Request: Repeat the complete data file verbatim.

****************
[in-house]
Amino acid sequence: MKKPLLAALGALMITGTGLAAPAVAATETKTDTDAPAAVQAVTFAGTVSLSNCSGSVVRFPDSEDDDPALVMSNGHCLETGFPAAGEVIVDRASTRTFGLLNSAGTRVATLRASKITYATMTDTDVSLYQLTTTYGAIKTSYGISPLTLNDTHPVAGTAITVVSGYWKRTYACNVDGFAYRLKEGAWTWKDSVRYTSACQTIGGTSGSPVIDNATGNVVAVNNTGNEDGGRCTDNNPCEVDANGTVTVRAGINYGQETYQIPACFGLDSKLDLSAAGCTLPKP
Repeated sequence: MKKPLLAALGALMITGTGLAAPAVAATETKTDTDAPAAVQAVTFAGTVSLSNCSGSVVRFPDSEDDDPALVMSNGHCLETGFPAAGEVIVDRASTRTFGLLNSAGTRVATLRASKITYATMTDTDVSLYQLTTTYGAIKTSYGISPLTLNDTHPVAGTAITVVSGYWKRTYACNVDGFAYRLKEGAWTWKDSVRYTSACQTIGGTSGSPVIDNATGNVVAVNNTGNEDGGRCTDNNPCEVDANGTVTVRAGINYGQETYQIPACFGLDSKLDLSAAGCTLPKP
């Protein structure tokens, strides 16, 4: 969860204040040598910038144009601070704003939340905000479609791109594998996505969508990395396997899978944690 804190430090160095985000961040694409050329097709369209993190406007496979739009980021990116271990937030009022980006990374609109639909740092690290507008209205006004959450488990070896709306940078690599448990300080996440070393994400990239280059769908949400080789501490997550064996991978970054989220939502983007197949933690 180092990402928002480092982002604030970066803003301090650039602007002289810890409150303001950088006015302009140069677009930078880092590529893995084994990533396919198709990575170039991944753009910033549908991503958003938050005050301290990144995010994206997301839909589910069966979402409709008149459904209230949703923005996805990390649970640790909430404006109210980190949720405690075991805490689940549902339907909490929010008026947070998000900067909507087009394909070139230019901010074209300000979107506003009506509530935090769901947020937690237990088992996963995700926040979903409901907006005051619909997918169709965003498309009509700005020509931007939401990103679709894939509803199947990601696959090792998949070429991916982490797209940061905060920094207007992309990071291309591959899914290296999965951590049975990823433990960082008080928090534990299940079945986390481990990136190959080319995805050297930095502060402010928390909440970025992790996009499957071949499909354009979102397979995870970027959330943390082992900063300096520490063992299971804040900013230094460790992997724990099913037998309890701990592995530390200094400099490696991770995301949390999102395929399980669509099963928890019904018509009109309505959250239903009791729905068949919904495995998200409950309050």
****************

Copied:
[in-house]
Amino acid sequence: MKKPLLAALGALMITGTGLAAPAVAATETKTDTDAPAAVQAVTFAGTVSLSNCSGSVVRFPDSEDDDPALVMSNGHCLETGFPAAGEVIVDRASTRTFGLLNSAGTRVATLRASKITYATMTDTDVSLYQLTTTYGAIKTSYGISPLTLNDTHPVAGTAITVVSGYWKRTYACNVDGFAYRLKEGAWTWKDSVRYTSACQTIGGTSGSPVIDNATGNVVAVNNTGNEDGGRCTDNNPCEVDANGTVTVRAGINYGQETYQIPACFGLDSKLDLSAAGCTLPKP
Repeated sequence: MKKPLLAALGALMITGTGLAAPAVAATETKTDTDAPAAVQAVTFAGTVSLSNCSGSVVRFPDSEDDDPALVMSNGHCLETGFPAAGEVIVDRASTRTFGLLNSAGTRVATLRASKITYATMTDTDVSLYQLTTTYGAIKTSYGISPLTLNDTHPVAGTAITVVSGYWKRTYACNVDGFAYRLKEGAWTWKDSVRYTSACQTIGGTSGSPVIDNATGNVVAVNNTGNEDGGRCTDNNPCEVDANGTVTVRAGINYGQETYQIPACFGLDSKLDLSAAGCTLPKP
């Protein structure tokens, strides 16, 4: 969860204040040598910038144009601070704003939340905000479609791109594998996505969508990395396997899978944690 804190430090160095985000961040694409050329097709369209993190406007496979739009980021990116271990937030009022980006990374609109639909740092690290507008209205006004959450488990070896709306940078690599448990300080996440070393994400990239280059769908949400080789501490997550064996991978970054989220939502983007197949933690 180092990402928002480092982002604030970066803003301090650039602007002289810890409150303001950088006015302009140069677009930078880092590529893995084994990533396919198709990575170039991944753009910033549908991503958003938050005050301290990144995010994206997301839909589910069966979402409709008149459904209230949703923005996805990390649970640790909430404006109210980190949720405690075991805490689940549902339907909490929010008026947070998000900067909507087009394909070139230019901010074209300000979107506003009506509530935090769901947020937690237990088992996963995700926040979903409901907006005051619909997918169709965003498309009509700005020509931007939401990103679709894939509803199947990601696959090792998949070429991916982490797209940061905060920094207007992309990071291309591959899914290296999965951590049975990823433990960082008080928090534990299940079945986390481990990136190959080319995805050297930095502060402010928390909440970025992790996009499957071949499909354009979102397979995870970027959330943390082992900063300096520490063992299971804040900013230094460790992997724990099913037998309890701990592995530390200094400099490696991770995301949390999102395929399980669509099963928890019904018509009109309505959250239903009791729905068949919904495995998200409950309050």